If you want to dial it further for jazz you can change your pots for not very much money. It probably comes with 500k pots. If you lower it to 250k on the volume and tone, it will get darker and jazzier. For the cap on the tone pot my favorite are paper in oil in the 22nf - 6.8nf range.

    If you want to spend even more money, you can change your neck pickup. I recommend the Seymour Duncan 59. It's nice and bassy and smooth. But with a great classic voicing.

    That's about it. It ain't too hard. LP is a naturally jazzy ax. I only use solid bodies for jazz. Although I use only Fender style. Good luck.

  20. #19

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    Quote Originally Posted by Encinitastubes
    I find the key is not the guitar's tone knob or the amp setting, it's the guitar's volume knob. Unless you have a treble bleed, turning down the volume on the guitar will tame the highs and warm up the sound.
    To add to this, there's a "sweet spot" on the vol pot for the neck pickup; start with the vol pot turned up all the way and notice the very bright tone. Start backing off the volume control gradually and notice that the bright, trebly emphasis also decreases. Somewhere at less than full-open and before you start to lose a lot of volume, you'll find the spot at which the trebly brightness drops off without a lot of volume loss, while still having some definition that the top end provides. Maybe around 7-8 on the vol pot. Take this with a grain of salt, because you can put a vol knob on in pretty much any orientation you want, so what I see when I look down at the vol pot may be different than what you see...

    I use this in combination with rolling off the tone control an appropriate amount to further adjust the brightness of the overall tone.

    Then there are the controls on your amp... and your playing technique. So much (almost all) of jazz tone is in your fingers...!

    Pick material, shape, angle, and RH technique can also make a difference. I've gone through a lot of phases with picks... at one point used Dunlop nylons for their softer tone, but nowadays using Dunlop jazz teardrop 204s or 205s.

    Now... that's what works for me. Jonathan Kreisberg starts with roundwounds and leaves all the volume and tone controls on the guitar at 10, preferring to adjust tone at the amp, as he described at a master class I attended. And he has a great tone...

    Thus, you'll ultimately have to find your own path, but hopefully the ideas in this thread will help.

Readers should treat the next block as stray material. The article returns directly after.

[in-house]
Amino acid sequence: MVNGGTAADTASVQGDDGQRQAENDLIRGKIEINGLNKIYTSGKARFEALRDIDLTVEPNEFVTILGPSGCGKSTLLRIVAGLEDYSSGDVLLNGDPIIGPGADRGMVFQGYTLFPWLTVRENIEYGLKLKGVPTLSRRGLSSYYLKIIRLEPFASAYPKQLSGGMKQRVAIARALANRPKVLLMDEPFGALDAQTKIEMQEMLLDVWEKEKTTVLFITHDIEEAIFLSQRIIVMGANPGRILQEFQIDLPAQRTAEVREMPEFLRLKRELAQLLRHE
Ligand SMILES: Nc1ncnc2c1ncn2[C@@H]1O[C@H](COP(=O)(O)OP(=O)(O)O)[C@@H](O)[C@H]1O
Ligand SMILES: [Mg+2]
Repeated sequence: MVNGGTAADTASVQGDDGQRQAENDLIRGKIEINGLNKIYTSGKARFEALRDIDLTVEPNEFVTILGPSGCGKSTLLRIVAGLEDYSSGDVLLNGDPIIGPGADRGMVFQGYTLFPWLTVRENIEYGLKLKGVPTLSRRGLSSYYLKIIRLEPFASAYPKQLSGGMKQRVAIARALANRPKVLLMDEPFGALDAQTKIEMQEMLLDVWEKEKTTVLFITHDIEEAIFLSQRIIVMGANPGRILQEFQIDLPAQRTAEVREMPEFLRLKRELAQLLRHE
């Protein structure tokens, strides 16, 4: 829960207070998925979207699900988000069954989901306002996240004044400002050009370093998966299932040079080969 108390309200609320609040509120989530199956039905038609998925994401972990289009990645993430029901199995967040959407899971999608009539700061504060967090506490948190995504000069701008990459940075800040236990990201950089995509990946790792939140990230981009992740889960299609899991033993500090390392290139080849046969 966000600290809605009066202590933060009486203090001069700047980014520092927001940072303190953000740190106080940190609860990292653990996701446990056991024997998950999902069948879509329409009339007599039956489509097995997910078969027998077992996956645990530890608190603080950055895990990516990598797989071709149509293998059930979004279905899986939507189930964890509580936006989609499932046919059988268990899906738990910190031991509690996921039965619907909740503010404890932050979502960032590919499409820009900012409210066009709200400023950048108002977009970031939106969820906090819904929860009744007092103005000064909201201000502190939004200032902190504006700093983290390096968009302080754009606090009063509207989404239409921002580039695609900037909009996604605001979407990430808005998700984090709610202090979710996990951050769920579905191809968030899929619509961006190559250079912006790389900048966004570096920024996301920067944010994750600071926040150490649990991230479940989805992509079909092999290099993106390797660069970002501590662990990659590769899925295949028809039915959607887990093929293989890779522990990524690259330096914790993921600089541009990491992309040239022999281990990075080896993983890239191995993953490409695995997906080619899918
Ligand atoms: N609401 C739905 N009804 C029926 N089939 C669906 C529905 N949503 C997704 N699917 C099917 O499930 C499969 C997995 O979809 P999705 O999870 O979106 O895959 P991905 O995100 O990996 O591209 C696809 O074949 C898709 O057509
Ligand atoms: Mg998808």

21. #20

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    I also prefer using resistance rather than capacitance to darken the sound. Resistance (volume knob) dampens the entire signal while capacitance (tone knob) only cuts highs above a certain point. Resistance has a nice smoky quality to it while capacitance is more just plain bassy. You can get around that. I find that using a 3nf cap on the tone sounds almost the same as turning down the volume knob. 6nf is my favorite because it's nice and creamy and doesn't make things all swampy like normal value caps. You can get around having to turn your volume pot down. - Just use a lower value pot. Stick a 100k volume pot in there, and the nice, warm, smoky sound will be hardwired in for any point in the volume's sweep.

  22. #21

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    Quote Originally Posted by coolvinny
    - now this is key to really nail it IMO: replace tune-a-matic with wooden bridge...

    So on that last one, the bridge, I say this based on my experience with my Slaman Pauletta. It came with a tune-a-matic and sounded great, but still needed some improvement on the high strings to get closer to an archtop IMO. I gave feedback along those lines to Daniel Slaman (I purchased from CR Guitars but Daniel was kind enough to answer a bunch of my questions along the way) and he replied that he had a rosewood bridge he could send me. When I received and installed it, I was blown away by what a difference it made on ALL the strings. So, there you go, get a wooden bridge made...I think you will be very happy with the result.
    Absolutely. I have put wooden saddles on my semis and the difference is very real.

  23. #22

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    Take the neck pickup ring off (this will save you an unpleasant surprise) and lower the pickup on its main two screws as far as they will go without coming off. Screw the ring back on, plug in the guitar and play it for a few days. After a few days, raise the pickup closer to the strings just a tiny bit - do you like it better? Try a few more days, repeat to taste. Whenever I've done this the neck pickup never quite makes it up above the ring, usually not even flush.

    Remove the bridge pickup, put it behind that fuzzy door in your case, and put duct tape over the hole. Or at least lower it so the magnets aren't messing with the strings.

    Put the pickup selector switch in the neck position and duct tape it so it doesn't move. If you don't, I guarantee you will accidentally hit the switch and turn on the bridge pickup when you least desire to.

    Or take Jim Hall's advice and get rid of that Les Paul...

    Classic Jazz Sound on a Les Paul-jim-hall-les-paul-jpg
    Last edited by BickertRules; 12-20-2020 at 03:11 PM.

  24. #23

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    What's with Jim Halls string damper? Obviously not for feedback issues ?

  25. #24

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    Quote Originally Posted by jads57
    What's with Jim Halls string damper? Obviously not for feedback issues ?
    That's the Van Eps damper. Herb Ellis used it to. It keeps open strings from ringing by accident. May also help with damping the sound of pulling off a string.

    Van Eps, btw, ran a hobby store when he retired from music and was apparently a very capable craftsman.

  26. #25

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    Quote Originally Posted by jads57
    What's with Jim Halls string damper? Obviously not for feedback issues ?
    Because it looks so cool, duh.

    Maybe it's not for feedback but for tamping down sympathetic open string vibrations, like the shredders' and tappers' scrunchies.

    I know if you play an E or a B anywhere on a Les Paul neck with any fair amount of volume, the low E string is going to ring in sympathy. Maybe guitar players started wrapping their thumbs around the neck to quiet the E string.